Cambridge Podiatry & Chiropody
Cambridge Complementary Health Centre
8 Rose Crescent,
Podiatry at Total Health Clinics Cambridge
Cambridge Complementary Health Centre
8 Rose Crescent,
What is chiropody/podiatry?
A chiropodist (or using the newer term “podiatrist”) is a medical professional who specialises in diagnosing and managing conditions affecting the foot, ankle and lower leg. A podiatrist is educated to a university honours degree level (BSc Hons) and is legally required to register themselves with the Health Care and Professions Council (HCPC) to use the title of “Chiropodist/Podiatrist”.
How can chiropody/podiatry help you?
A podiatrist is qualified to manage many conditions affecting the foot, ankle and lower leg, including:
Problematic nails such as ingrowing toenails, infected and fungal toenails, as well as hard, thickened toenails
Hard skin, corns, calluses, and various lumps and bumps that may be causing you concern and making you uncomfortable
Dry skin and cracked heels
Verrucae and other skin infections such as athlete’s foot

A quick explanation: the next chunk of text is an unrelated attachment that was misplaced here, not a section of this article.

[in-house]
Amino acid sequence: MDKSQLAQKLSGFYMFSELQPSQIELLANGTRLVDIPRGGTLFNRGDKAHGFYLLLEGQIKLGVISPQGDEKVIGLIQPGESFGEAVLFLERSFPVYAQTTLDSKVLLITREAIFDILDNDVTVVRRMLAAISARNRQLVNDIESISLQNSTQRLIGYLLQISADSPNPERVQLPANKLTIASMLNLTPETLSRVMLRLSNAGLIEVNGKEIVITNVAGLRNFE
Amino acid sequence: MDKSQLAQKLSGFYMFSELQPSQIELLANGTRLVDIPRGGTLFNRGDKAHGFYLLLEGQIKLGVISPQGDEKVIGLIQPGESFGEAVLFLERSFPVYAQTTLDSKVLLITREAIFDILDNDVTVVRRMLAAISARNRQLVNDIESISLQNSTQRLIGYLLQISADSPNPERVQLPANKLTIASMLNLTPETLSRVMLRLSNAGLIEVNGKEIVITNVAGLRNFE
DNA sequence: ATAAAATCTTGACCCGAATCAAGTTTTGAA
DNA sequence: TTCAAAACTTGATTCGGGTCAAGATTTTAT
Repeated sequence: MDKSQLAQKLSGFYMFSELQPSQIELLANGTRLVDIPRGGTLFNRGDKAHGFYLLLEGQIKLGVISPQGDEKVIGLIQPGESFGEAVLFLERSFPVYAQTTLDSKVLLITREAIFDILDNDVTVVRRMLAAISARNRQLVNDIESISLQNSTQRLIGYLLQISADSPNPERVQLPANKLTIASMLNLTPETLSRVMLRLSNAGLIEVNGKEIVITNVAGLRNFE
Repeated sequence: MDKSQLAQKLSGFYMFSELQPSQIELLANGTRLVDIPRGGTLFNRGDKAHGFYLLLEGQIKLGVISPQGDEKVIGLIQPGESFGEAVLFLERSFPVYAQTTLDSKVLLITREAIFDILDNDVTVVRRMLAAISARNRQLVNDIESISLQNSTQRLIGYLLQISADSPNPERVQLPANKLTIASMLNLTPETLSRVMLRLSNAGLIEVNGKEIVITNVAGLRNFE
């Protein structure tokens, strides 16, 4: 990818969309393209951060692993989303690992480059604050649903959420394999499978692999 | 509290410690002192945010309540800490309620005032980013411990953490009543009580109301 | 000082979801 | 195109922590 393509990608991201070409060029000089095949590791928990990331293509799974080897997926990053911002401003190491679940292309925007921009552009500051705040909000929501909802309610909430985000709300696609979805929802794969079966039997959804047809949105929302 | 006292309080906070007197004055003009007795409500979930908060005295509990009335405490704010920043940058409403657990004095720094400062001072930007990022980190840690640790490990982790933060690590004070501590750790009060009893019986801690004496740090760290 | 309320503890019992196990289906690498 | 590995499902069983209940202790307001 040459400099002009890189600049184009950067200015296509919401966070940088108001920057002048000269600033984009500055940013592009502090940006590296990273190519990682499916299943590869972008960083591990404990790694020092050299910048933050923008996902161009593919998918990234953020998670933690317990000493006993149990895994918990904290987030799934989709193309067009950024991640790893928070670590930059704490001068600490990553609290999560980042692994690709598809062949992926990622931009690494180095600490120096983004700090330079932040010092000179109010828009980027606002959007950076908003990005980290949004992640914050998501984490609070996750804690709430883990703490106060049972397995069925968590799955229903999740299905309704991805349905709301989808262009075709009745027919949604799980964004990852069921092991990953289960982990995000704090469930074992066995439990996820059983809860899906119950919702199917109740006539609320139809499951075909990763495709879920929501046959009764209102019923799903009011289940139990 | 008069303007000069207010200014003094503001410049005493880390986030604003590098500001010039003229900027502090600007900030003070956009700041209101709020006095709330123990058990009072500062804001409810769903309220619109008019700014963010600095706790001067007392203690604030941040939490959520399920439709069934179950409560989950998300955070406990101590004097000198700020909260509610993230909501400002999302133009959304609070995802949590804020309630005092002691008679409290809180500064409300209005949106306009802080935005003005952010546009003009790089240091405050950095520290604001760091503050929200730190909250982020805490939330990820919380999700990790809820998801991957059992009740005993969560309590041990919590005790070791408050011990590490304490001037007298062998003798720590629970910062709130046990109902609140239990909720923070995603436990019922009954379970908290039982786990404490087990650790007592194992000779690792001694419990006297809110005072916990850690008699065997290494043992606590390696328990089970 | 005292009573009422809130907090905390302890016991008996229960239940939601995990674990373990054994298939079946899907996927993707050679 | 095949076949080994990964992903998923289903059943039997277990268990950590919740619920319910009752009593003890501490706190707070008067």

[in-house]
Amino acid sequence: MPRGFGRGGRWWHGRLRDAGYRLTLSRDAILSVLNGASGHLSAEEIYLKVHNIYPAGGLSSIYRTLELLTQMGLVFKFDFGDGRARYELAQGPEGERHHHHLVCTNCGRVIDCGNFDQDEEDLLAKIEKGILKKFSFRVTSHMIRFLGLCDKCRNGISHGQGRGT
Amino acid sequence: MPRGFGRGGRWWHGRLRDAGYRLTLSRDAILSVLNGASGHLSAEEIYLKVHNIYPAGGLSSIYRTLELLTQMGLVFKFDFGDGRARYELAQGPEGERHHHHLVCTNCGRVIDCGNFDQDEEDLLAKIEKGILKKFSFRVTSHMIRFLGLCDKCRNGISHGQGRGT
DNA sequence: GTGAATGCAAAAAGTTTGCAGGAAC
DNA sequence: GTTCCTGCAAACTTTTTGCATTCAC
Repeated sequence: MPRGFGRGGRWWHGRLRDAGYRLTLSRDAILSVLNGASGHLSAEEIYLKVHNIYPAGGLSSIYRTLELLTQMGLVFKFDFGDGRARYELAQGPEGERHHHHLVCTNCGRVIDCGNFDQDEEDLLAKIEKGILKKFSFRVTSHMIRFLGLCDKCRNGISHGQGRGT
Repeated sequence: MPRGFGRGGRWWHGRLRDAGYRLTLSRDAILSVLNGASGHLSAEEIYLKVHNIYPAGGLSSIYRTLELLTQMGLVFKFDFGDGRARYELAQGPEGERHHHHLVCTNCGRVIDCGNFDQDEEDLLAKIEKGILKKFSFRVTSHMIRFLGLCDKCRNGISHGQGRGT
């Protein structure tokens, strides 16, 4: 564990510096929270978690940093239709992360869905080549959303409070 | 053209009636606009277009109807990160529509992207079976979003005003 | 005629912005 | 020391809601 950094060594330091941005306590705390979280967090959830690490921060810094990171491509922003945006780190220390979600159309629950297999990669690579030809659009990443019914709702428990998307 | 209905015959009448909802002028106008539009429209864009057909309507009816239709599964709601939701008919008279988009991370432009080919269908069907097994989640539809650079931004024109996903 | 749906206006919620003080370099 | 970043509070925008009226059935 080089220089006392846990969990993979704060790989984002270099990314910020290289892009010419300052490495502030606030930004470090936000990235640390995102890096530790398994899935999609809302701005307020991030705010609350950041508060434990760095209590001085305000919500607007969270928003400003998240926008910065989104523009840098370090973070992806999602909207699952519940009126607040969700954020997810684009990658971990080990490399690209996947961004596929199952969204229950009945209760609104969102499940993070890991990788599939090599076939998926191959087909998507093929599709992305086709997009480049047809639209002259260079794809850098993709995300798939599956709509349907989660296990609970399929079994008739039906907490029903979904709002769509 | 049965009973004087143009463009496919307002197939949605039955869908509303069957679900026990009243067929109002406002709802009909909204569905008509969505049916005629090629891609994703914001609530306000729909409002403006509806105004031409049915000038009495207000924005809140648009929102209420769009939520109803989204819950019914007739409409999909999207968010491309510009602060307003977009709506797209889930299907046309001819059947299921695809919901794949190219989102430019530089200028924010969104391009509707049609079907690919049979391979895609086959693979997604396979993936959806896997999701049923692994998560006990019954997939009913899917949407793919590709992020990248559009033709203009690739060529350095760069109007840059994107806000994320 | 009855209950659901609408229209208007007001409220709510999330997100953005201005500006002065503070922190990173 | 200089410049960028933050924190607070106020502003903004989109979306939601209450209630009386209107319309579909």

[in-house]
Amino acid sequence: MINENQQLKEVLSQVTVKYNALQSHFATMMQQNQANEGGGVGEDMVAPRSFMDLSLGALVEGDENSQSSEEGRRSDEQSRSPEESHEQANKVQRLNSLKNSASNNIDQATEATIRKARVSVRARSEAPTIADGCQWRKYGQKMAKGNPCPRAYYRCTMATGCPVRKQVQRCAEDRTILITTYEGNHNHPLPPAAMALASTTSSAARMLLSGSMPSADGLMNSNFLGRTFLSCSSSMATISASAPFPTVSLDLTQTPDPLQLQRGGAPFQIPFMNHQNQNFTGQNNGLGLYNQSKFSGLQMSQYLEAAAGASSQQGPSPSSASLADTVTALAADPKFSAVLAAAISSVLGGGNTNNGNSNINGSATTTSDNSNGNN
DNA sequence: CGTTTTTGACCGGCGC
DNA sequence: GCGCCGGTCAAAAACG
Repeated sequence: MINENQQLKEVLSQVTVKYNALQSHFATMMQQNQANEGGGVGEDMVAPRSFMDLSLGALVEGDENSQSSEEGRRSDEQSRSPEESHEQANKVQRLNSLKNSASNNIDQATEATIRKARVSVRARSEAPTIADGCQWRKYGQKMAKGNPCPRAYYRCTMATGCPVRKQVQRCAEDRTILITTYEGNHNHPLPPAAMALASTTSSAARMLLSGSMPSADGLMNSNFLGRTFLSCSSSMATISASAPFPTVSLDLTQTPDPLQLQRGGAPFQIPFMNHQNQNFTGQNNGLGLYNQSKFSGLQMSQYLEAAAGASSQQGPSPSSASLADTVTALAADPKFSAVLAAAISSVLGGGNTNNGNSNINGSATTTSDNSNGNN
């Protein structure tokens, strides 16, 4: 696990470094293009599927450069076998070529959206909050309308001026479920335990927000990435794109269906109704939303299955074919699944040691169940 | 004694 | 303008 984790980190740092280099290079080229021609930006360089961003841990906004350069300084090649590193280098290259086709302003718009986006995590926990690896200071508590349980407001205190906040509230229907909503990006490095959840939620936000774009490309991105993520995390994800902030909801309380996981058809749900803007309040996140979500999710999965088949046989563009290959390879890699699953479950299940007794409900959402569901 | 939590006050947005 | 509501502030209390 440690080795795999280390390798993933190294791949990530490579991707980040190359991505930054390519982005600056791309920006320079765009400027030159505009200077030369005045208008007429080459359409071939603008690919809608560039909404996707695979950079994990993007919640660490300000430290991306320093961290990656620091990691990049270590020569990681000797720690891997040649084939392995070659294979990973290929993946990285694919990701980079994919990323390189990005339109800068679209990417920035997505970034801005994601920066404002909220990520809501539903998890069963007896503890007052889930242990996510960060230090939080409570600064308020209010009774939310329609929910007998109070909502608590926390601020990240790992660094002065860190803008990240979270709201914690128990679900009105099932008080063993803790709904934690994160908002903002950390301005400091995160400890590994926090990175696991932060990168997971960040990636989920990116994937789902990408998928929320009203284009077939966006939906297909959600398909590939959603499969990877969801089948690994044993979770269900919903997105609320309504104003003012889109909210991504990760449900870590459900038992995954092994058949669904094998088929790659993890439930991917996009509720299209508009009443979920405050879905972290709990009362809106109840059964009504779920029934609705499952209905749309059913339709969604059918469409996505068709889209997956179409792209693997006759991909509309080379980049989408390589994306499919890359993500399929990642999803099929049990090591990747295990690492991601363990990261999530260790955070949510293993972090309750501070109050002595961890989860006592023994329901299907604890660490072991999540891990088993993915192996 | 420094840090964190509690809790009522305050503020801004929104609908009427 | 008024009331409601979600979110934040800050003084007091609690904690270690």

Helping with bunions, hammer toes, clawed toes
Pain in the feet, knees, hips or back
Heel pain and plantarfasciitis
Sport’s injuries, both recovery and prevention
Assessing children’s feet
Diabetic Foot assessments and footcare
Checking your blood supply and circulation
Cambridge podiatrist, Ian Radford, completed a BSc(Honours) degree in Podiatry at the world-leading University of Salford in Greater Manchester and has successfully managed literally tens of thousands of feet so far in his career, both in private practice, in NHS community clinics, and in hospital settings, and is always happy to add another pair to the count. He is HCPC registered and a full member of the professional body for podiatrists called “The Society of Chiropodists and Podiatrists (SCP)”.
In addition to this, Ian is a BSc(Honours) degree qualified Traditional Chinese Medicine practitioner and acupuncturist, who prefers to help people in a holistic way, treating not just a pair of feet, but a whole person. His area of special interest lies in using the three skills of routine footcare (nails, corns, hard skin, etc), podiatric biomechanics and the use of medical insoles, and acupuncture to manage sore, painful feet, and to keep feet healthy and safe, especially if they are being put to heavy use, such as in sports or exercise programs, or when they need special, tender care, such as during pregnancy.